Original national legislation was our preferred primary source of data; full-text copies of relevant legislation, in addition to information on amendments and repeals, were located mainly through the ILO’s NATLEX and TRAVAIL databases. When full-text legislation was not available through NATLEX or TRAVAIL, researchers located laws through national government websites, the World Bank’s Women, Business and the Law website, the legislation library Lexadin, and the World Legal Information Institute. In some cases, hard copies of legislation were obtained from the McGill University library.

If primary sources were not available, secondary sources such as national reports on policies and laws to the UN and to official global and regional bodies were used instead, after a review of their reliability and of the consistency and comparability of their methodology across countries. Secondary sources were also consulted to clarify or complement information available through primary sources.

Specific sources for each database are listed under the corresponding database tab.


Coding is the process by which an individual researcher takes a piece of information from legislation, policy, or any other source and translates it into a set of characteristics that can be quantitatively analyzed. For each country, two researchers from our multilingual team coded data sources independently and compared their results to ensure accuracy. Whenever coding required a judgment call by the coder, the rules underlying such decisions were systematically described in a codebook and applied consistently across countries. Coding was conducted in the original language of the document by team members fluent in the language; when this was not possible, we used a version translated into one of the official UN languages.

building of longitudinal databases

To code our databases, we first started with cross-sectional 2012 policy databases developed collaboratively by MACHEquity and the University of California, Los Angeles (UCLA) WORLD Policy Analysis Center (WORLD). Second, we reviewed the date of the sources used; when a national law used in the 2012 databases had been enacted before 1995 and had not been amended or repealed since, it was assumed that its provisions remained applicable from 1995 through 2012. The same text was therefore used to code all variables for that particular country between 1995 and 2012.

When a national law used to code the 2012 databases was enacted sometime between 1995 and 2012, the same text was used to code variables in the years after the law was enacted, and researchers then searched for the legislation that was in force in the preceding years. All variables between 1995 and that later law were coded using the original full-text prior legislation. The most current and in-force laws were always located first, and changes in legislation were thereafter traced back to 1995.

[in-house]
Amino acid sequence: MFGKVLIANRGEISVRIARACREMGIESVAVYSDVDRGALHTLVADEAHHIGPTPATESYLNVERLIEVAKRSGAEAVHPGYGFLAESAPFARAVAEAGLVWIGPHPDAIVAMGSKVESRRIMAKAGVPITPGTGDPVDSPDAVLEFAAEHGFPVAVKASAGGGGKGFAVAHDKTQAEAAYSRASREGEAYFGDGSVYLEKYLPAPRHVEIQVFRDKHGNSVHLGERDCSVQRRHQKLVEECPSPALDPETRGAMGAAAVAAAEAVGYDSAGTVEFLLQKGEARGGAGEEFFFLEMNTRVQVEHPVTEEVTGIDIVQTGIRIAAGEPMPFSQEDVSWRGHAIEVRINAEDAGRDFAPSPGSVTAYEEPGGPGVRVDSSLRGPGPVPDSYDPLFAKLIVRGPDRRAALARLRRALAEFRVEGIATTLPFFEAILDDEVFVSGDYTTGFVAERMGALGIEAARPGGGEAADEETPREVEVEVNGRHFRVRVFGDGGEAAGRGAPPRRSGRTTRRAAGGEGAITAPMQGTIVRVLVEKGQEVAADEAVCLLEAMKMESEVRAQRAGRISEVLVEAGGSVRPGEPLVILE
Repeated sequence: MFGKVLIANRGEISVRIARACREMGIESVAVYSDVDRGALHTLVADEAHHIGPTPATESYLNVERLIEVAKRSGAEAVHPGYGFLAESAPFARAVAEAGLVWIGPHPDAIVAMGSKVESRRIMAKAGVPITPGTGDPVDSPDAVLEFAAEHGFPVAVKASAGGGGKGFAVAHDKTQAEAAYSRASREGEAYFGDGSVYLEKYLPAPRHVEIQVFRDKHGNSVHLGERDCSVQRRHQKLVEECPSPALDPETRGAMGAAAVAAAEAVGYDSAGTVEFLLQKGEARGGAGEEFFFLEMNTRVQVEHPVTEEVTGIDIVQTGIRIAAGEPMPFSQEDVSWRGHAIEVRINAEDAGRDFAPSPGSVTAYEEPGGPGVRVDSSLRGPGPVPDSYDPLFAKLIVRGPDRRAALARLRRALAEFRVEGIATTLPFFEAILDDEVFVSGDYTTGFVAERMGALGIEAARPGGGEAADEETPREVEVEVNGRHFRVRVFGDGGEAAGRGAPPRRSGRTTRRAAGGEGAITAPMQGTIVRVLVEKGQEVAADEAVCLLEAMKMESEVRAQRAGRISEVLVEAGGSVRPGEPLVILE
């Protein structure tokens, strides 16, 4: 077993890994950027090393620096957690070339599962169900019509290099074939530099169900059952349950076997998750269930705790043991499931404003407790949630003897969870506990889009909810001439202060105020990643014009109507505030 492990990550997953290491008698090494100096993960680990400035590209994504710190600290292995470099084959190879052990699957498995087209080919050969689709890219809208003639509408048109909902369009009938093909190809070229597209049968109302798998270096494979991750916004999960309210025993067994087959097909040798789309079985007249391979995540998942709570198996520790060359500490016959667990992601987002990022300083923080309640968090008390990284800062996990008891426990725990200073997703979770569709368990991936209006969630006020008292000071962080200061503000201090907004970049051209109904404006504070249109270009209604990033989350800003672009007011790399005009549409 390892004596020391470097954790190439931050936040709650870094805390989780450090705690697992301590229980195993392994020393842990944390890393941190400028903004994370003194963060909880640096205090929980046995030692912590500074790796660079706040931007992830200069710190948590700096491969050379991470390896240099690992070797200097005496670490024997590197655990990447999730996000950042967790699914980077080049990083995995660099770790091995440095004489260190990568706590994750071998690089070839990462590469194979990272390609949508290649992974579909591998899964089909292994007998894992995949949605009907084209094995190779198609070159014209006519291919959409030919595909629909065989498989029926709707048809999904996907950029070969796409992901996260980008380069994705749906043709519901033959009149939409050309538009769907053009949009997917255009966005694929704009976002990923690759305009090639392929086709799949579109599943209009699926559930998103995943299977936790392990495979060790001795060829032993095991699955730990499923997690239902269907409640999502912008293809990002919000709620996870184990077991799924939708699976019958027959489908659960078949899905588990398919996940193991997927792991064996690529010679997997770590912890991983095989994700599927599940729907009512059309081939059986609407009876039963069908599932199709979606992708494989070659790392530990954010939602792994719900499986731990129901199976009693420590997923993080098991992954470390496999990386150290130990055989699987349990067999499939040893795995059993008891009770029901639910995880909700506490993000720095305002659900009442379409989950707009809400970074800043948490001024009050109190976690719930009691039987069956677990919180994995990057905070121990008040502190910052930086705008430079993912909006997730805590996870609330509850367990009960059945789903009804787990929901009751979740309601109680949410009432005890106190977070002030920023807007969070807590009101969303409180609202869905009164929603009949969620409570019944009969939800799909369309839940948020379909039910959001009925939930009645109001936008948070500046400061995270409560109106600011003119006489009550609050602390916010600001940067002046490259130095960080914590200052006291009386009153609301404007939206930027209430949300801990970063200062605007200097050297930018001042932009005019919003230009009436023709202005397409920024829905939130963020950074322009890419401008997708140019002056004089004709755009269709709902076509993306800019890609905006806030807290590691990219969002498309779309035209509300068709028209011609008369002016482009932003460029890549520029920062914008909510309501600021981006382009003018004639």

As a last step, we compared the 2012 sources with those used by our partners at UCLA to update the databases to 2014. That comparison allowed researchers to fill in 2013 data points by recording any changes in policy that occurred between 2012 and 2014.



Our databases focus on national policies and therefore do not capture subnational differences or policies based on collective agreements available to subgroups of employees. In countries with federal systems, if there was no federally-enacted policy, then the policy applicable to the majority of the population was recorded for the entire country (i.e. the most populated state/province guarantee was coded as applying to the entire country) If the majority of a country’s population resided in states or provinces that had no policy for a particular issue, then the entire country was coded as not having that policy. In addition, our databases record the existence of policies and not their level of implementation. To our knowledge, there is currently no global source providing historical data or comprehensive information on implementation of policies.

Although our team makes every effort to assure the accuracy of the data, we realize that mistakes are possible due to human error or data omissions while coding. If you find an error in our databases, we ask that you contact us to report it and provide any available documentation through which the error can be verified and corrected.